Heart Health

Omega-3s and Your Heart:
Why Are They Essential for Heart Health?

Omega-3s are Important For Your Heart Health

• EPA and DHA omega-3s are valuable and essential nutrients for your heart.
• The amount of EPA and DHA in your body influences your heart health.
• EPA and DHA help support healthy blood pressure levels.

Maintaining heart health is a major concern for men and women, especially in the United States [1]. Research shows that EPA and DHA omega-3 provide many benefits for the heart, including support for healthy circulation and blood pressure levels. EPA and DHA omega-3 can also increase longevity [2].

EPA & DHA Omega-3s Are Valuable & Essential Nutrients For Your Heart

The beneficial effects of EPA and DHA omega-3s on heart health were discovered more than 40 years ago when researchers found that Eskimos whose diets contained very high amounts of fat had much better heart health than those who consumed lower fat diets [3].  The Eskimos were consuming high amounts (e.g. 2,000 mg or more) of EPA and DHA omega-3. Since that time, thousands of studies have investigated the role of omega-3s and heart health. Results show that it’s the type of fat in the diet that makes the difference: trans fats and high intake of saturated fat are detrimental for the heart while EPA and DHA omega-3 fats are beneficial.

For heart health, about 500 mg EPA and DHA is the minimum amount recommended to consume on a daily basis [4][5]. Many scientists consider 1,000 mg EPA and DHA as their daily minimum. The American Heart Association has also established recommendations for the general population and specific individuals [6][7] [See tables]. Because of advances in food manufacturing, our consumption of other fats (e.g. meat, vegetable oils, dairy foods) has increased, but our intake of EPA and DHA remains low. On average, Americans consume less than 100 mg of EPA and DHA per day [8], which isn’t enough to support good heart health. Consuming at least 250 mg of EPA and DHA per day can significantly improve heart health and reduce complications related to the heart [2][9].

American Heart Association Recommendations [ 6 ] [ 7 ] [ 10 ]
For all Americans Eat fish, preferably fatty fish, at least twice a week*
To support heart health 1,000** mg per day
For people who have very high triglyceride levels 2,000 – 4,000 mg per day

*Both adults and children are advised to eat fatty fish two or more time a week or get the equivalent amount, about 250-500 mg, of omega-3 from supplements.
**Note: 1000 mg = 1 gram

The Amount of EPA & DHA in Your Body Influences Your Heart Health

Minimum levels are just that, minimum levels. The best way to understand your overall heart health is to know your blood level of EPA and DHA. Research shows that blood levels above 8% of EPA and DHA are the most beneficial for your heart. Most Americans have about 4% EPA and DHA in their blood [11][12]. New research shows that it takes longer for EPA and DHA levels to rise in people who carry extra body weight [13]. [At-home test kits are available (e.g. OmegaBloodCount™) or talk with your healthcare provider].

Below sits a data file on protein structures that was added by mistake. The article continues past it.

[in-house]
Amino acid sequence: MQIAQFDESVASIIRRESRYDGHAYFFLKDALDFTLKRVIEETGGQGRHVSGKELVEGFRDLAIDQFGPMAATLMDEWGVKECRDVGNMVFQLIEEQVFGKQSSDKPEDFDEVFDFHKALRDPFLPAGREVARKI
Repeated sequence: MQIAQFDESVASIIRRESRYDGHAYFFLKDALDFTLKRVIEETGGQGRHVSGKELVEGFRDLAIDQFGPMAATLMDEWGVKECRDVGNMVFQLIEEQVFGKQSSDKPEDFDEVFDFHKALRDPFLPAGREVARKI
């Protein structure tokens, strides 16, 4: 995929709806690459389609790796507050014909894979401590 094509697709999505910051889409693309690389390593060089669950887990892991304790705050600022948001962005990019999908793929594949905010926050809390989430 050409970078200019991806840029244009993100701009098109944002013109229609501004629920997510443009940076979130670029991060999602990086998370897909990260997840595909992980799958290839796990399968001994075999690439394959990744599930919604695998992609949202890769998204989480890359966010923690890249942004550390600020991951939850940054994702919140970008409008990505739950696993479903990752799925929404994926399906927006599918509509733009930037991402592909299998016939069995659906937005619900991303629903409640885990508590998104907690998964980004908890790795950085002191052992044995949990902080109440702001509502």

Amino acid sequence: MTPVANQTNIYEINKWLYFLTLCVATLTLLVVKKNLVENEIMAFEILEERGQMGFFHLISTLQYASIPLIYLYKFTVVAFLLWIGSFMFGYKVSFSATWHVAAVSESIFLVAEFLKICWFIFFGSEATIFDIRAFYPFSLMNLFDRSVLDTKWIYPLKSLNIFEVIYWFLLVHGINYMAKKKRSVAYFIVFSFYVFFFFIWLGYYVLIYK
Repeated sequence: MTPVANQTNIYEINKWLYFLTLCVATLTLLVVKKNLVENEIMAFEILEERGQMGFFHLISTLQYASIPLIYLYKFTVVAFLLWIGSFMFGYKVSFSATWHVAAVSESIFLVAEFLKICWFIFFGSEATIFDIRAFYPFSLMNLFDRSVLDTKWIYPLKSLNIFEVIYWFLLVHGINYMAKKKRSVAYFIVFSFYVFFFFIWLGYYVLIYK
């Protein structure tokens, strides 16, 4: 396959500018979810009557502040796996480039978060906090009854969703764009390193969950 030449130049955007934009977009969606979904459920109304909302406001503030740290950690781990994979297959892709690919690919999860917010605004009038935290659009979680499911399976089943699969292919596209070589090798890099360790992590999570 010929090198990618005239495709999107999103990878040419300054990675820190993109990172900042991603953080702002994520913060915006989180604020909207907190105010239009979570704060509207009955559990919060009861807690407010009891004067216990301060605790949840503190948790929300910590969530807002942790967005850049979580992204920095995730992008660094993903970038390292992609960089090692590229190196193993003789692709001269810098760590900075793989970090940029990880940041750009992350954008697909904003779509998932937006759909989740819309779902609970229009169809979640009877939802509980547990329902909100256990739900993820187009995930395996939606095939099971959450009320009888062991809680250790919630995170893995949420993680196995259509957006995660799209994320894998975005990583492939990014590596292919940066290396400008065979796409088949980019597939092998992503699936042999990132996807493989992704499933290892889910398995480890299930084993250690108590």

EPA & DHA Help Support Healthy Blood Pressure Levels
EPA and DHA have been shown to support healthy blood pressure levels in adults of all ages [14-17].

Eat For Your Heart
The healthy fats EPA and DHA omega-3, as found in fish and fish oil supplements, have a beneficial effect on our heart health. Because our bodies cannot produce EPA and DHA omega-3, we need to consume them in our diet or from supplements.

Aim to consume between 500-1000 mg of EPA and DHA per day; your heart will thank you for it. 

By Gretchen Vannice, MS, RDN ©  All rights reserved

About the author: Gretchen Vannice is a registered dietician nutritionist and independent consultant who specialises in omega-3 fatty acids and natural foods. She is a strategist, trainer, speaker, and author. Gretchen is lead author of the 2014 Position Paper on Healthy Dietary Fats for Adults, written for the Academy of Nutrition and Dietetics, and author of Live Long and Thrive with Omega-3s. A consumer’s guide to fish, fish oil, nuts, and seeds. She can be reached at www.omega3handbook.com.

Disclaimer:  Written by an independent nutritional expert, this information is provided for educational purposes only.

It is not intended as medical advice. Always consult your healthcare provider for medical advice.

References

[1] Centers for Disease Control and Prevention. http://www.cdc.gov/nchs/fastats/lcod.htm
[2] Mozaffarian D. Am J Clin Nutr 2008;87(6):1991S-1996S.
[3] Dyerberg J, Bang HO, Hjorne N. Am J Clin Nutr 1975;28(9):958-966.
[4] Vannice G, Rasmussen H. J Acad Nutr Diet. 2014;114(1):136-153.
[5] International Society for the Study of Fatty Acids and Lipids. 2004.
[6] Kris-Etherton PM, Harris WS, Appel LJ, AHA Nutrition Committee. Arterioscler Thromb Vasc Biol 2003;23(2):151-152.
[7] Mosca L, Benjamin EJ, et al. Circulation 2011;123(11):1243-1262.
[8] U.S. Department of Agriculture, Agricultural Research Service. NHANES 2009-2010.
[9] Harris WS, Mozaffarian D, Lefevre M, et al. J Nutr 2009;139(4):804S-819S.
[10] Uauy R, Dangour A. Ann Nutr Metabolism 2009;55:76-96.
[11] Harris WS. Am J Clin Nutr 2008;87(6):1997S-2002S.
[12] Harris WS. Curr Cardiol Rep 2010;12:503-508.
[13] Flock MR, Skulas-Ray AC, et al. J Am Heart Assoc. 2013;2(6):e000513.
[14] Cabo J, Alonso R, Mata P. Br J Nutr 2012;107:Suppl 2:S195-200.
[15] Geleijnse JM, Giltay EJ, Grobbee DE, et al. J Hypertens 2002;20(8):1493-1499.
[16] Ginty AT, Conklin SM.. Biol Psychol 2012;89(1):269-272.
[17] Skulas-Ray AC, Kris-Etherton PM, Harris WS, West SG. Ann Behav Med 2012; 44(3):301-308.